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How Long Does Flualprazolam Stay in Your Urine? | Flualprazolam half-life

Flualprazolam, a triazolobenzodiazepine, has acquired consideration as a calming drug with comparable unfavorable responses to alprazolam. If you’re wondering how long flualprazolam stays in your urine, it’s essential to consider various factors that can affect its detection time.  Flualprazolam half-life

Flualprazolam, a triazolobenzodiazepine, has a median detection time of 49 hours (range 25-98) in urine


Flualprazolam has become a subject of interest due to its potential as a psychoactive substance [2]. Understanding its detection time in urine is crucial for drug screening purposes or assessing its presence in the body.

Flualprazolam: An Overview

Flualprazolam is a benzodiazepine subordinate that bears similarities to alprazolam, a broadly recommended medicine for tension and frenzy problems. It exhibits sedative, hypnotic, and anxiolytic properties, making it appealing to people seeking recreational or self-medication purposes. However, flualprazolam is not approved for medical use and is classified as a new psychoactive substance [2].


Flualprazolam Details
Street Name Flualp
Chemical Class Triazolobenzodiazepine
Approval Status Not FDA approved
Use Recreational


Flualprazolam has a molecular formula of C17H12ClFN4 and a molecular weight of 326.76 g/mol. Its structure includes a benzene ring fused to a diazepine ring and a triazolo ring, with various attachments enhancing its potency.

Chemical Structure Details
Molecular Formula C17H12ClFN4
Molecular Weight 326.76 g/mol
Key Components Benzene ring, Diazepine ring, Triazolo ring

Detection of Flualprazolam in Urine

Various medication testing methods, for example, immunoassays and corroborative methodologies like gas chromatography-mass spectrometry (GC-MS) or liquid chromatography-mass spectrometry (LC-MS), are utilized to find flualprazolam in urine. These tests can identify and quantify the presence of flualprazolam metabolites in urine samples.

Determining the relative performance of real-time PCR (rtPCR) for the detection of Leptospira borgpetersenii serovar Hardjo in urine from naturally infected cattle, it was found that 60% (25/42) of culture-positive samples were positive by rtPCR, 91% (20/22) of culture-positive samples were rtPCR-positive, 50% (16/32) of FAT-positive samples were rtPCR-positive, 90% (9/10) of samples that were culture-positive but FAT-negative were rtPCR-positive, and 25% (5/20) of samples that were FAT-positive but culture-negative were rtPCR-positive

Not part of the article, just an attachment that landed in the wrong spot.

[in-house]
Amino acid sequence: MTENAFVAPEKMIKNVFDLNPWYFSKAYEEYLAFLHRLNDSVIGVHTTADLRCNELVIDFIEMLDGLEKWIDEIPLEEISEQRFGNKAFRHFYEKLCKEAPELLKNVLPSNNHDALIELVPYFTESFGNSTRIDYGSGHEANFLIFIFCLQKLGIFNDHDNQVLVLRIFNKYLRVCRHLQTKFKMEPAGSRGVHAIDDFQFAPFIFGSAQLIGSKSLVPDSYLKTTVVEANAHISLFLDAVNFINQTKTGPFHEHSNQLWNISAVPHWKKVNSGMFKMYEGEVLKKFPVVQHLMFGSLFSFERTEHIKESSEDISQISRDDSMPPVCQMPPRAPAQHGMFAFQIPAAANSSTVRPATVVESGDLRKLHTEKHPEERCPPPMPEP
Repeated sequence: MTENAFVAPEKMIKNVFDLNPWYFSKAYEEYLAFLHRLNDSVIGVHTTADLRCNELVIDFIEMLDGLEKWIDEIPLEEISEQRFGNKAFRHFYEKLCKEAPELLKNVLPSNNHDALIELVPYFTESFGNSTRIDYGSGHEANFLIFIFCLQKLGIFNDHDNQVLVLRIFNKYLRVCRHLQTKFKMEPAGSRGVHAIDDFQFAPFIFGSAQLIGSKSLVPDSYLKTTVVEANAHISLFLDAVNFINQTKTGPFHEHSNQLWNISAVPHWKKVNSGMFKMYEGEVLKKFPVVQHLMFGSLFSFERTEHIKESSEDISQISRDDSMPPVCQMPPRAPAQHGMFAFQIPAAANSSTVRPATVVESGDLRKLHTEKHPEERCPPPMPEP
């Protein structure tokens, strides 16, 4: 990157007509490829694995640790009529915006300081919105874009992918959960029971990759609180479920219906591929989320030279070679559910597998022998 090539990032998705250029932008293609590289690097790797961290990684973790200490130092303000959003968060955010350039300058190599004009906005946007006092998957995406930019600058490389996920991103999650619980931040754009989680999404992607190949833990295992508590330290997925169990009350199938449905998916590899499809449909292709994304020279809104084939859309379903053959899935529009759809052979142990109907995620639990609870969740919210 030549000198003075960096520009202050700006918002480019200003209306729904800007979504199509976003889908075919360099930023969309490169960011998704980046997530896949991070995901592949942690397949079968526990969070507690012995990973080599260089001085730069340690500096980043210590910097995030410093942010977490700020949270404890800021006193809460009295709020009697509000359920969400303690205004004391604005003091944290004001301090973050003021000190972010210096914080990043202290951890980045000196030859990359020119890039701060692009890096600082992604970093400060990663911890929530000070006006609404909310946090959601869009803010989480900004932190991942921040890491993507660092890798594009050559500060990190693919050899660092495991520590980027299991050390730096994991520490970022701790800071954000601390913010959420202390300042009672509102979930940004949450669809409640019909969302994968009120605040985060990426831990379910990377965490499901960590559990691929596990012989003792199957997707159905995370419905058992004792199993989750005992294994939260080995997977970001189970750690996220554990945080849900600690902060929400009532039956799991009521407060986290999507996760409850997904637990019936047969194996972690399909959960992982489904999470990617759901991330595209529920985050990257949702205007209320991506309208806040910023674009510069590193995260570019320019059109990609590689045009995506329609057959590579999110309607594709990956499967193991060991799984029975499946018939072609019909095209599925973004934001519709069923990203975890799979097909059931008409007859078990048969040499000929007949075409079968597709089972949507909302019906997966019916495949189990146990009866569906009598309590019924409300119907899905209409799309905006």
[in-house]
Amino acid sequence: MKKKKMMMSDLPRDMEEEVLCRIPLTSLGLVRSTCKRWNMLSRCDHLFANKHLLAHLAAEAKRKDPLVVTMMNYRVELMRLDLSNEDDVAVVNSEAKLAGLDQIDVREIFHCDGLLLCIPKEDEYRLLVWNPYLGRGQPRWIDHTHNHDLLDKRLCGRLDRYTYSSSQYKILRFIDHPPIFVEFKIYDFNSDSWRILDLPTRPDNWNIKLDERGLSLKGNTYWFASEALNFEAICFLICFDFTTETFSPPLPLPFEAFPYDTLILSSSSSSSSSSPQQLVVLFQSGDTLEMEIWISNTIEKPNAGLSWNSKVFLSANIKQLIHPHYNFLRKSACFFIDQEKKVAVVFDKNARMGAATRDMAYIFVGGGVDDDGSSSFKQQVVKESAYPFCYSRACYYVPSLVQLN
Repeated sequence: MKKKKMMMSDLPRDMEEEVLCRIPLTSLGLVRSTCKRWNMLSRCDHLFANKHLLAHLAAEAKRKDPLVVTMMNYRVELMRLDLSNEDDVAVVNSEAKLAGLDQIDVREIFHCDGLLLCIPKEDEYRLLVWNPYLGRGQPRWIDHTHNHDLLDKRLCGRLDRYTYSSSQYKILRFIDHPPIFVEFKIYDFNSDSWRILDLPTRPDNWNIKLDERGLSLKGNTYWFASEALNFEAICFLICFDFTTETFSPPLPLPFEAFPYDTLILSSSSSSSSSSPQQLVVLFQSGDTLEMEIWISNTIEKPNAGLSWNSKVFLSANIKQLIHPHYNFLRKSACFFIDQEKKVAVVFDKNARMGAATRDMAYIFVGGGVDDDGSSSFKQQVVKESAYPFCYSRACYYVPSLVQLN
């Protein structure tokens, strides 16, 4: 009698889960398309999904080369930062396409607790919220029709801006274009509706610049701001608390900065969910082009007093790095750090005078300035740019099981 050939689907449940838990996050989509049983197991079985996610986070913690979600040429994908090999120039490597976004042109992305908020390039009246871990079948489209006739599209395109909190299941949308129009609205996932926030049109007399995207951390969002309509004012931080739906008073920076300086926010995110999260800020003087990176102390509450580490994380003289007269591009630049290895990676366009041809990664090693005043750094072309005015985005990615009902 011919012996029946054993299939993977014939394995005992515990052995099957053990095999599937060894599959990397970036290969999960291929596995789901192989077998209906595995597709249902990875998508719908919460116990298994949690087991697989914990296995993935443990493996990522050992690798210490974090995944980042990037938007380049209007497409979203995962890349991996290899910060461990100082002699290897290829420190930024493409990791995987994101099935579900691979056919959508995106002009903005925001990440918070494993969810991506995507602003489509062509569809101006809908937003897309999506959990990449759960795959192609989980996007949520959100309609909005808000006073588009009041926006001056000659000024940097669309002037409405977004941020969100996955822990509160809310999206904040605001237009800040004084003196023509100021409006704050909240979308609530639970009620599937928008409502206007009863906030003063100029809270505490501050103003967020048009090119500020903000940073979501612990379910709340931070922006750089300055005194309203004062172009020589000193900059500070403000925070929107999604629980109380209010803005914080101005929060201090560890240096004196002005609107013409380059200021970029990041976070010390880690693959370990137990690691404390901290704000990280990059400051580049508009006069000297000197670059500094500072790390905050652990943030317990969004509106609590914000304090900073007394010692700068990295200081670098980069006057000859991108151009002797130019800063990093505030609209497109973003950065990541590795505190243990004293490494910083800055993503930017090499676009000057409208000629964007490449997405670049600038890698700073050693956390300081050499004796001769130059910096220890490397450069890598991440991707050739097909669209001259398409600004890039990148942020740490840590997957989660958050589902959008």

Flualprazolam vs clonazolam

Assuming you or somebody close has become dependent on etizolam or Xanax, treatment is accessible to assist you with recuperating. Assuming you are being evaluated for work, you might need to inform your manager that you have taken Xanax ahead of time. A test lab will let you know if you have taken it without a solution, taken a medication test, or can decipher the outcomes accurately.


While there’s limited published information on flualprazolam’s pharmacology, DEA studies indicate that it binds to GABA receptors more effectively than diazepam and flumazenil. Online reports describe effects such as sedation and physical impairment, with onset of action within 10-30 minutes and a long duration of action (6-14 hours).

Pharmacological Effects Details
Receptor Binding Greater affinity than diazepam
Onset of Action 10-30 minutes
Duration of Action 6-14 hours
Reported Effects Sedation, physical impairment, potential for coma

Illicit Uses

Flualprazolam is mainly abused for its sedative and hypnotic effects. Online forums compare its effects to those of clonazepam and alprazolam. It is one of the most common benzodiazepine-type novel psychoactive substances (NPS) found in postmortem and DUI cases.

Illicit Use Details
Effects Sedative, hypnotic
Comparisons Clonazepam, alprazolam